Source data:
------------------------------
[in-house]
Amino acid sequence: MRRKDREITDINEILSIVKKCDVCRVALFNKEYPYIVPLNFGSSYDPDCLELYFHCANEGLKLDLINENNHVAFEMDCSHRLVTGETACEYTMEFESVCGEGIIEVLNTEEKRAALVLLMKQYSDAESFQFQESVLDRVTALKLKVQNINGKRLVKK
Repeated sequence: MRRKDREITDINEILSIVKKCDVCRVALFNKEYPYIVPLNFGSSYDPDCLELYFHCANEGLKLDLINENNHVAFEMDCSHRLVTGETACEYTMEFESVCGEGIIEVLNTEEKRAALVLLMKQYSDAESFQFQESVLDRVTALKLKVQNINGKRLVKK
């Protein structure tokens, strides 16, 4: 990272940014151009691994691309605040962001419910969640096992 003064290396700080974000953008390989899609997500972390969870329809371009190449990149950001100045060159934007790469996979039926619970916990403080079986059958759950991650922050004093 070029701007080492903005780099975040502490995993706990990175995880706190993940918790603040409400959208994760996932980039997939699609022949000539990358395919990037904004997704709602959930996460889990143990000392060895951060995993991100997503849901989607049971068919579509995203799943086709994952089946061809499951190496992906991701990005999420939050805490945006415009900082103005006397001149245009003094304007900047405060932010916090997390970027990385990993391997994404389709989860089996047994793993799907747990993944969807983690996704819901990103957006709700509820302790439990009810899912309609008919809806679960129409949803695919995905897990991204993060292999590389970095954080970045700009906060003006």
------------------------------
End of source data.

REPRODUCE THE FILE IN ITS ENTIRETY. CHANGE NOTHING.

[in-house]
Amino acid sequence: MRRKDREITDINEILSIVKKCDVCRVALFNKEYPYIVPLNFGSSYDPDCLELYFHCANEGLKLDLINENNHVAFEMDCSHRLVTGETACEYTMEFESVCGEGIIEVLNTEEKRAALVLLMKQYSDAESFQFQESVLDRVTALKLKVQNINGKRLVKK
Repeated sequence: MRRKDREITDINEILSIVKKCDVCRVALFNKEYPYIVPLNFGSSYDPDCLELYFHCANEGLKLDLINENNHVAFEMDCSHRLVTGETACEYTMEFESVCGEGIIEVLNTEEKRAALVLLMKQYSDAESFQFQESVLDRVTALKLKVQNINGKRLVKK
């Protein structure tokens, strides 16, 4: 990272940014151009691994691309605040962001419910969640096992 003064290396700080974000953008390989899609997500972390969870329809371009190449990149950001100045060159934007790469996979039926619970916990403080079986059958759950991650922050004093 070029701007080492903005780099975040502490995993706990990175995880706190993940918790603040409400959208994760996932980039997939699609022949000539990358395919990037904004997704709602959930996460889990143990000392060895951060995993991100997503849901989607049971068919579509995203799943086709994952089946061809499951190496992906991701990005999420939050805490945006415009900082103005006397001149245009003094304007900047405060932010916090997390970027990385990993391997994404389709989860089996047994793993799907747990993944969807983690996704819901990103957006709700509820302790439990009810899912309609008919809806679960129409949803695919995905897990991204993060292999590389970095954080970045700009906060003006």